Radical Landscapes at Tate Liverpool was recommended to me, and in the exhibition, there is Back to the Fields by Ruth Ewan.
Back to the Fields is a really interesting work, both for the concept behind it, and the physicality of the work itself. The work consists of 360 disparate items, each of which
“denote[s] the days of the year [according to the French Republican Calendar] – such as a lettuce, a cart, wax, a turnip, honey, a fir tree, ivy, figs, mercury, lava, moss, tuna, a pheasant, an axe” (Ewan, R. ND).
The combination of such seemingly unrelated items and beings into one indoor space forces the viewer to consider the human interaction with the natural world, and how we have separated ourselves from it, and attempt to control it – although it is at its core uncontrollable. What I also find particularly interesting is the way in which there is a mix of artificial and natural items displayed here – combining the human and the natural – yet the dominating element in the exhibition is the plant.
For me, the dominance of the plant in the installation symbolises the dominance of the plant in our every-day lives; we are unable to live without plants: even the artificial objects in the installation have plant based elements. Yet we still seek to control them. for the installation, all of the plants are placed in plant pots for their continued survival, a fact which of course is a logistical element, but which also demonstrates our human unwillingness to allow nature fully into our artificial environments.
The labelling and organisation of the work also strikes me – as each item has been given a corresponding number, which in turn is colour coded to match the related month in the year that that particular item belongs in. There is again, and orderliness to it, which feels as though it is an attempt to control the uncontrollable, breaking something large into manageable chunks that humans can better understand and grasp. However, having said this, I really like the method with which Ewan has labelled and organised the pieces of the installation – creating an easy to read and understand almost ‘clock-face’ calendar, which invites the viewer to engage with the work, forcing them to look more deeply into the work.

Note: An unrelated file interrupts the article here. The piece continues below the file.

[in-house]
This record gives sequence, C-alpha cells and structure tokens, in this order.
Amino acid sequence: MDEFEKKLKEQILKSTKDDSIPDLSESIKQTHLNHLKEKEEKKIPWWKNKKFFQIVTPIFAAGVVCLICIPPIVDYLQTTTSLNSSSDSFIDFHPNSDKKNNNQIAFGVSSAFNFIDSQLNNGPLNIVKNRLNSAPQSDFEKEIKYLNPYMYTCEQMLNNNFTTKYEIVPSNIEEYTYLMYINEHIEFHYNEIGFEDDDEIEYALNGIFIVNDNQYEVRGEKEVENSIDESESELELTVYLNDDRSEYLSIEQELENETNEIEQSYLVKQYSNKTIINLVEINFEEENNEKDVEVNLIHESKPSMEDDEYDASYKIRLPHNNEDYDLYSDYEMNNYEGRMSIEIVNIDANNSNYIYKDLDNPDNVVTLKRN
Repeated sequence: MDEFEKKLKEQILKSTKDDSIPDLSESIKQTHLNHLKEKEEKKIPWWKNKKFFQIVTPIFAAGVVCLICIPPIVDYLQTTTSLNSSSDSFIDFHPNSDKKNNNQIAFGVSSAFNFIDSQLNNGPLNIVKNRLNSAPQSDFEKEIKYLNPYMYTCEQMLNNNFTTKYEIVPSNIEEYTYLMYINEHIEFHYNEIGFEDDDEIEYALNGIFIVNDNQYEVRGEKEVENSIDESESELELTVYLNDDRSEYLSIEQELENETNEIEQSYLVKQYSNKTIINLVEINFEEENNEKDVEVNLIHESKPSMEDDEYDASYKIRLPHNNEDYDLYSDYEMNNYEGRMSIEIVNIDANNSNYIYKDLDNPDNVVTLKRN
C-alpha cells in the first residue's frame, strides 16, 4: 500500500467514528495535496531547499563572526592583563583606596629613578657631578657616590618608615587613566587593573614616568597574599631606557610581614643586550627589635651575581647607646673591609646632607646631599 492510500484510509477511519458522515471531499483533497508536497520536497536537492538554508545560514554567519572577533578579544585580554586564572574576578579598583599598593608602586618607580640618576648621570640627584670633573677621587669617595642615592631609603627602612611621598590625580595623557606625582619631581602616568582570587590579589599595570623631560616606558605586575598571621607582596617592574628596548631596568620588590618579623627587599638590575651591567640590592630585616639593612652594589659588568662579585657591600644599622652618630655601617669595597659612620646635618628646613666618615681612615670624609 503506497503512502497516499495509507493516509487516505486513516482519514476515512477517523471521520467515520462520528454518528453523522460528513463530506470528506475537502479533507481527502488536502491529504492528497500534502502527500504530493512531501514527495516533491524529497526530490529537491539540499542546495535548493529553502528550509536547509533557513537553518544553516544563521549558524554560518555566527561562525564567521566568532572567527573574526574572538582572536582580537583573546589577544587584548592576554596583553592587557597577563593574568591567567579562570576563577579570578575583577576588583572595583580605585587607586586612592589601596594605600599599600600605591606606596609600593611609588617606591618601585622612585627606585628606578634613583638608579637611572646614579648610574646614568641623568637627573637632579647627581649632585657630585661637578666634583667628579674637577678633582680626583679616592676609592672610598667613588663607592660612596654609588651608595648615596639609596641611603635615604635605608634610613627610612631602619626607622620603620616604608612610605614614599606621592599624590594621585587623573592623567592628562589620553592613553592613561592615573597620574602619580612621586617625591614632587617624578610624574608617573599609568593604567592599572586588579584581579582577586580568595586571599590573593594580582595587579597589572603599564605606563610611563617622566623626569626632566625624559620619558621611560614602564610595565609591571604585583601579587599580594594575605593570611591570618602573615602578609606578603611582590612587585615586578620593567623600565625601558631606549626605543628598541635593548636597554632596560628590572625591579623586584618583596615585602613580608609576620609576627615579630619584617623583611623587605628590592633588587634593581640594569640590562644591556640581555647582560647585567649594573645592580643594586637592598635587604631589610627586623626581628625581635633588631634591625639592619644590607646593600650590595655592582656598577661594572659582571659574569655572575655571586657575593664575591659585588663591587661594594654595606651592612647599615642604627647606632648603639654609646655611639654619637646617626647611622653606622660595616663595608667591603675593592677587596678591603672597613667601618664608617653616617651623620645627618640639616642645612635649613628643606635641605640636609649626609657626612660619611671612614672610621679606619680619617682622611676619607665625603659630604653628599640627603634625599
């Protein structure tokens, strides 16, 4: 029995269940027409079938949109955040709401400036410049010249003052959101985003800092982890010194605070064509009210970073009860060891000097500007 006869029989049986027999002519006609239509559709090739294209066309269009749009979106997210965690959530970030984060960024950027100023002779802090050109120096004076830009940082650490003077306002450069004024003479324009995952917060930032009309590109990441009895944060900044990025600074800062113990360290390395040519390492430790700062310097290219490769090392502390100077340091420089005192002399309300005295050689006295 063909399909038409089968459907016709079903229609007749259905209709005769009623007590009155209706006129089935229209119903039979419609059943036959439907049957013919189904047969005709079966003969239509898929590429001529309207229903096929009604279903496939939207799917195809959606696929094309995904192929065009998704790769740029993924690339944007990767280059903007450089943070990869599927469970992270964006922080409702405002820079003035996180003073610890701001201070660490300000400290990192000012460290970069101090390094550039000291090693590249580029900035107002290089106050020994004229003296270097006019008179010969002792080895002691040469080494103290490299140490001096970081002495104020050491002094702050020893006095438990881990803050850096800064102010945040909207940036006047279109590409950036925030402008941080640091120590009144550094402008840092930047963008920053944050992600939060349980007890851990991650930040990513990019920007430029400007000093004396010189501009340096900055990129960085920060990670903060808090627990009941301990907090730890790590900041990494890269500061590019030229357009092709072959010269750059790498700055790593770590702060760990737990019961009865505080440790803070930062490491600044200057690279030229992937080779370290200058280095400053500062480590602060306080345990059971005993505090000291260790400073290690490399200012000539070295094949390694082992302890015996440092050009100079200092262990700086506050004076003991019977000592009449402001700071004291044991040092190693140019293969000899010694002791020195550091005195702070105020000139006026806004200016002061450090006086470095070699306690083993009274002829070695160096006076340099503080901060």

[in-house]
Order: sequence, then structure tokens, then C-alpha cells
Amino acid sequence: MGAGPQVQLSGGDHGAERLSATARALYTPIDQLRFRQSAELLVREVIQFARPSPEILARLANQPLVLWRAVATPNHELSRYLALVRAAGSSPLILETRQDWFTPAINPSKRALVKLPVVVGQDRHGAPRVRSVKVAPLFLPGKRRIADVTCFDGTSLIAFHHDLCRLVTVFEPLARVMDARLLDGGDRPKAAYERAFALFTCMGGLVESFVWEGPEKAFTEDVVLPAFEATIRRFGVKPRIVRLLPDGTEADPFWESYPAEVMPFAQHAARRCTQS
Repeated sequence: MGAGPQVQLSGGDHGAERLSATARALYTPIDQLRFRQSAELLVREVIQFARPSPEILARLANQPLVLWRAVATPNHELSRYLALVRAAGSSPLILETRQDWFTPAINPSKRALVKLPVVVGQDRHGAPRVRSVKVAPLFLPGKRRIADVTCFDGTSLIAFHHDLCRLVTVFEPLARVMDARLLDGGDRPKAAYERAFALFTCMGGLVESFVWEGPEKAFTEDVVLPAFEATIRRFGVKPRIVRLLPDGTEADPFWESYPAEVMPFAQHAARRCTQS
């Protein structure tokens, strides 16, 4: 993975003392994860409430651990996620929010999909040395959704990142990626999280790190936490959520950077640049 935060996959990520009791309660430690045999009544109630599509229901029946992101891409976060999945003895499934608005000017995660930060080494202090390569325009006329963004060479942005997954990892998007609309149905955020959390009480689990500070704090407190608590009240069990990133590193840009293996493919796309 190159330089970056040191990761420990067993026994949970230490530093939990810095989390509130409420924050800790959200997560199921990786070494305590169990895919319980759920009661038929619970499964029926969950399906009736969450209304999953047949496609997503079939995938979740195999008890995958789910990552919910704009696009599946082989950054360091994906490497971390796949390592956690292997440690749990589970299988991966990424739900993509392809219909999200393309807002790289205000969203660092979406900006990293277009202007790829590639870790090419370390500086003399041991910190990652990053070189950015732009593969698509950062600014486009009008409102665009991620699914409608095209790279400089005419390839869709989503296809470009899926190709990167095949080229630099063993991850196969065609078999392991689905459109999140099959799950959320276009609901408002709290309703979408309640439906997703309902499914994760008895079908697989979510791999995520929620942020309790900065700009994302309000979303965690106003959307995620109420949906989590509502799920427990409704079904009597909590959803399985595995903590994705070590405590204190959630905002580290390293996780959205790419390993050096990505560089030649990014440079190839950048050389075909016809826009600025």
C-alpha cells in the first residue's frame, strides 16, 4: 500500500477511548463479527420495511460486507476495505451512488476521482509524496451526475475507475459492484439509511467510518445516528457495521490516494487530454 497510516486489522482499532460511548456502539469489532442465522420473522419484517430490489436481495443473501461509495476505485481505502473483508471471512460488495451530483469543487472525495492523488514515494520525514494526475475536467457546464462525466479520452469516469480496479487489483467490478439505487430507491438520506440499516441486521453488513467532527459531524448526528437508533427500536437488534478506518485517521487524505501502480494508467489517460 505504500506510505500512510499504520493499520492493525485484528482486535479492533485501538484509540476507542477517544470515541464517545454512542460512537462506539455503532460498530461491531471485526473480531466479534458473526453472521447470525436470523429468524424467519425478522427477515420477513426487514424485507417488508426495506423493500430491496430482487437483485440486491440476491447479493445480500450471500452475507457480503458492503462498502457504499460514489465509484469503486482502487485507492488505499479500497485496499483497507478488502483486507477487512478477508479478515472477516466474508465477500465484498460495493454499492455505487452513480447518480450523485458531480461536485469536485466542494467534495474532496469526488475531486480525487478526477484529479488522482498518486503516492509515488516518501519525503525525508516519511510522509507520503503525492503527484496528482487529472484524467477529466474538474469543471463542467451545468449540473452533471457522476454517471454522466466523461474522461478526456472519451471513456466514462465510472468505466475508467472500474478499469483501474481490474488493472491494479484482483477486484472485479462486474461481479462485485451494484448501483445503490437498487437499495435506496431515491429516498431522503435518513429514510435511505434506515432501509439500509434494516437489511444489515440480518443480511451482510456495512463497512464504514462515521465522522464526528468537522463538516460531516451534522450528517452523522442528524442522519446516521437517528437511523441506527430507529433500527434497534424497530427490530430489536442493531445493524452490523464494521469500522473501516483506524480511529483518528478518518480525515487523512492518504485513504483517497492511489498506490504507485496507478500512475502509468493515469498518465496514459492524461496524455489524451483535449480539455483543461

This encouragement to engage more deeply with the work due to the level of detail and organisation is something that I am also employing in my work, through the use of labels and the level of detail that I have included in my drawings, encouraging the viewer to want to look more closely and learn more about the subjects of the work.
Additionally, the subject matter of Back to the Fields is very closely related to both my Rewilding Project, and the botanical illustrations that I have created. Although the reason for using these particular subjects differs between our works, the fact that we are both creating art involving them illustrates (I believe) the continued and in fact, ever growing, importance of plants and nature in our lives – regardless of whether we continue attempting to control, destroy and isolate ourselves from the natural world. Back to the Fields is definitely a work that I would be very interested in seeing in person and experiencing the installation as it is meant to be viewed – physically, with the accompanying sights, sounds, smells and emotional responses.
- Ewan, R. (2015/16) Back to the Fields. [Installation] Available at: https://www.tate.org.uk/whats-on/tate-liverpool/radical-landscapes
- Ewan, R. (ND) Back to the Fields. Available at: http://ruthewan.com/projects/back-to-the-fields/